A New-Born UK Child, Perceived And Treated As A Punishable Atrocity

The fingers of a baby's hand curled over the arm of a parent
Baby's hand photo by Alastair Campbell is licensed under CC BY-SA 2.0

Genital Mutilation? It used to happen. Still does.

Sterilization? It used to happen. Still does.

Deliberate infection by disease? It used to happen. Still does.

Slavery? It used to happen. Still does.

Child sexual abuse? It used to happen. Still does.

The weakness of the targets is easy enough to identify. Wrong gender, wrong colour, special needs, the unaware, the unhealthy, the diseased, the defenseless young.

Possibly those who inflict these horrors upon others are more difficult to identify because they share the characteristics of our more fortunate selves. The perpetrators can be found in the very heart of our society, not just its fringes. The atrocities are committed by those who live next door and are smug about what the do, because they believe that pummelling the weak makes their centre strong. At its most extreme, it is a form of eugenics, building a male dominated master race, not by championship cross-breeding, but by destroying those identified as unworthy of survival, insidious attitudes because the result can be accomplished by means as simple as neglect.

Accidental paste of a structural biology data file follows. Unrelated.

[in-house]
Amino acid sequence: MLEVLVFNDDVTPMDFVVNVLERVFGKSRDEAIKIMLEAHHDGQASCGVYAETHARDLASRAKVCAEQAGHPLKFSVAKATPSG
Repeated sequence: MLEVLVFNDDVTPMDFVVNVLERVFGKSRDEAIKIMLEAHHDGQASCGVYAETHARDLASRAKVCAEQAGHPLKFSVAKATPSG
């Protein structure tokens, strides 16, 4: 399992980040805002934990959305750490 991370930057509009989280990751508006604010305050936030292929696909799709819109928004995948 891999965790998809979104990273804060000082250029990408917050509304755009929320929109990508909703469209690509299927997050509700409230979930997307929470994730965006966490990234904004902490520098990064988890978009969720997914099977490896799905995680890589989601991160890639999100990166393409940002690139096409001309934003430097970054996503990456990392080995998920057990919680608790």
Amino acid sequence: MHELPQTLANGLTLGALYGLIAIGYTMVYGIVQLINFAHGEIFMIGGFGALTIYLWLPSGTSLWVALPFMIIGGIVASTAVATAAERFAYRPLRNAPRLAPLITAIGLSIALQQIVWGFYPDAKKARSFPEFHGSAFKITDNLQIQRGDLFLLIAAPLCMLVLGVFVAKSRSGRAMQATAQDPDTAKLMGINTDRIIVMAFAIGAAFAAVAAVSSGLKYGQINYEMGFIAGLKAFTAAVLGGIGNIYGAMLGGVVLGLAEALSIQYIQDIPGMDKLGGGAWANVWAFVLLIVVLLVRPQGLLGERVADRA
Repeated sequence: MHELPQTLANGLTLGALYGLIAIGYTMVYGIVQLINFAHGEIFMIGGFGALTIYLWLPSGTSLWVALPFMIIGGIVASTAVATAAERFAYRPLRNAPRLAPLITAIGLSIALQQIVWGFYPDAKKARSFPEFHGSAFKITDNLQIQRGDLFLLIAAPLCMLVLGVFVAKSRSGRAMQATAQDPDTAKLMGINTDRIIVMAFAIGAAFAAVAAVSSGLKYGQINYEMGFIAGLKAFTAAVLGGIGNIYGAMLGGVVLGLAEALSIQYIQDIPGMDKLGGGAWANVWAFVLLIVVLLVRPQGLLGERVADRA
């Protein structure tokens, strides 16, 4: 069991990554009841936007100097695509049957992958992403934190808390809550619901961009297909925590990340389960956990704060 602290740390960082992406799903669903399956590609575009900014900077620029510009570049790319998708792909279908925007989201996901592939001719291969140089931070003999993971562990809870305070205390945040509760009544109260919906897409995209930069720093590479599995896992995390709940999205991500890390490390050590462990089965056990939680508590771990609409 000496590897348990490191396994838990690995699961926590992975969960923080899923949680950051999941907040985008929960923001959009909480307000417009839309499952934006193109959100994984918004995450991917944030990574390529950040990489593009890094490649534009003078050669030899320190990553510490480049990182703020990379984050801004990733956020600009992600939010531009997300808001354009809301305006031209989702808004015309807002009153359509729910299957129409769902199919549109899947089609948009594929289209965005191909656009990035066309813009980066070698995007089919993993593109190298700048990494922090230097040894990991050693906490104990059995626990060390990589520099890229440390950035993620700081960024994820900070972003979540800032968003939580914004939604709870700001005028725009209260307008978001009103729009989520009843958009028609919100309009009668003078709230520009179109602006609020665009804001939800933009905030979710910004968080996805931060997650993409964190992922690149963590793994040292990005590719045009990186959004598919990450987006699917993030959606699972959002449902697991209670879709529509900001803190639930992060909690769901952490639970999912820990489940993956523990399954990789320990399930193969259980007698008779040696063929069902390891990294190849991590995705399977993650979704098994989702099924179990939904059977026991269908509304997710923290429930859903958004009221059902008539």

Such must be the thinking of the bureaucrats and politicians who have instituted a United Kingdom policy of “helping” families towards the depths of destitution1 when previously those struggling folks were merely poverty-stricken. Atrocity? How else can you label a policy that punishes a newborn child for the folly of being born, his parents for their criminal carelessness of fostering life, and that child’s two siblings — all condemned for being in the wrong-sized family at the wrong time.

The following article article focuses on the suffering of the mother, often for the best of reasons, but the burden of a third child is a government atrocity visited on not just one, but all the family members. Read more in The Guardian: As predicted, women are suffering because of the two-child benefits limit

Footnotes

  1. The difference between poverty and destitution? Try:  Poverty May Mean Hardship. Beyond Poverty, Destitution Is Life-Threatening

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